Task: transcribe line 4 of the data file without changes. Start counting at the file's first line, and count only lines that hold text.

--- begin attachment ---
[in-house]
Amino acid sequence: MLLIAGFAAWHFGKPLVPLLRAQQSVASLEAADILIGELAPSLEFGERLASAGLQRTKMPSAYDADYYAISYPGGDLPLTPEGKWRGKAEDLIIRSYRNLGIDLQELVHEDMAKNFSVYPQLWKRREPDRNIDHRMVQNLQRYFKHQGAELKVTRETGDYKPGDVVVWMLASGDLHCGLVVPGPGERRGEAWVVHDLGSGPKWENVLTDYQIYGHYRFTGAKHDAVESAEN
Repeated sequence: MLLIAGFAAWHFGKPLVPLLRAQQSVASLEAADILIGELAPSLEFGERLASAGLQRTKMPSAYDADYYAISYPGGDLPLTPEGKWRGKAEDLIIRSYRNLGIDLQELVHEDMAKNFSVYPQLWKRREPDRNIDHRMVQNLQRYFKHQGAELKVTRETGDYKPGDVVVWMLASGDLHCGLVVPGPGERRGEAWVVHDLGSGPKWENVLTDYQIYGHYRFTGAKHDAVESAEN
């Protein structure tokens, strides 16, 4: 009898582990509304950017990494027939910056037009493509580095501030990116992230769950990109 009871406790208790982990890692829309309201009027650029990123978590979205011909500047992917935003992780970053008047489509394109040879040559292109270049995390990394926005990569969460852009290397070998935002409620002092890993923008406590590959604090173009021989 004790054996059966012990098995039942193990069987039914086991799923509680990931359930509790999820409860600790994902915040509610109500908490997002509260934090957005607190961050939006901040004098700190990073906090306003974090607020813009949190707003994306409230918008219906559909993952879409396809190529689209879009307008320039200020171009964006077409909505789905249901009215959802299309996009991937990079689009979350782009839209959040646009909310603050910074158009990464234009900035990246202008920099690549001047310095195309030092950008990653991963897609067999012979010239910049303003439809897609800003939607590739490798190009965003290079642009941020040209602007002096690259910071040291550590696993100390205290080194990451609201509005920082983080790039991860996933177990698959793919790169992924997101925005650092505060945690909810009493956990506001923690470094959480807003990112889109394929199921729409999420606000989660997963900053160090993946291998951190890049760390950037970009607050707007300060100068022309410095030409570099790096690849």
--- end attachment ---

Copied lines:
């Protein structure tokens, strides 16, 4: 009898582990509304950017990494027939910056037009493509580095501030990116992230769950990109 009871406790208790982990890692829309309201009027650029990123978590979205011909500047992917935003992780970053008047489509394109040879040559292109270049995390990394926005990569969460852009290397070998935002409620002092890993923008406590590959604090173009021989 004790054996059966012990098995039942193990069987039914086991799923509680990931359930509790999820409860600790994902915040509610109500908490997002509260934090957005607190961050939006901040004098700190990073906090306003974090607020813009949190707003994306409230918008219906559909993952879409396809190529689209879009307008320039200020171009964006077409909505789905249901009215959802299309996009991937990079689009979350782009839209959040646009909310603050910074158009990464234009900035990246202008920099690549001047310095195309030092950008990653991963897609067999012979010239910049303003439809897609800003939607590739490798190009965003290079642009941020040209602007002096690259910071040291550590696993100390205290080194990451609201509005920082983080790039991860996933177990698959793919790169992924997101925005650092505060945690909810009493956990506001923690470094959480807003990112889109394929199921729409999420606000989660997963900053160090993946291998951190890049760390950037970009607050707007300060100068022309410095030409570099790096690849």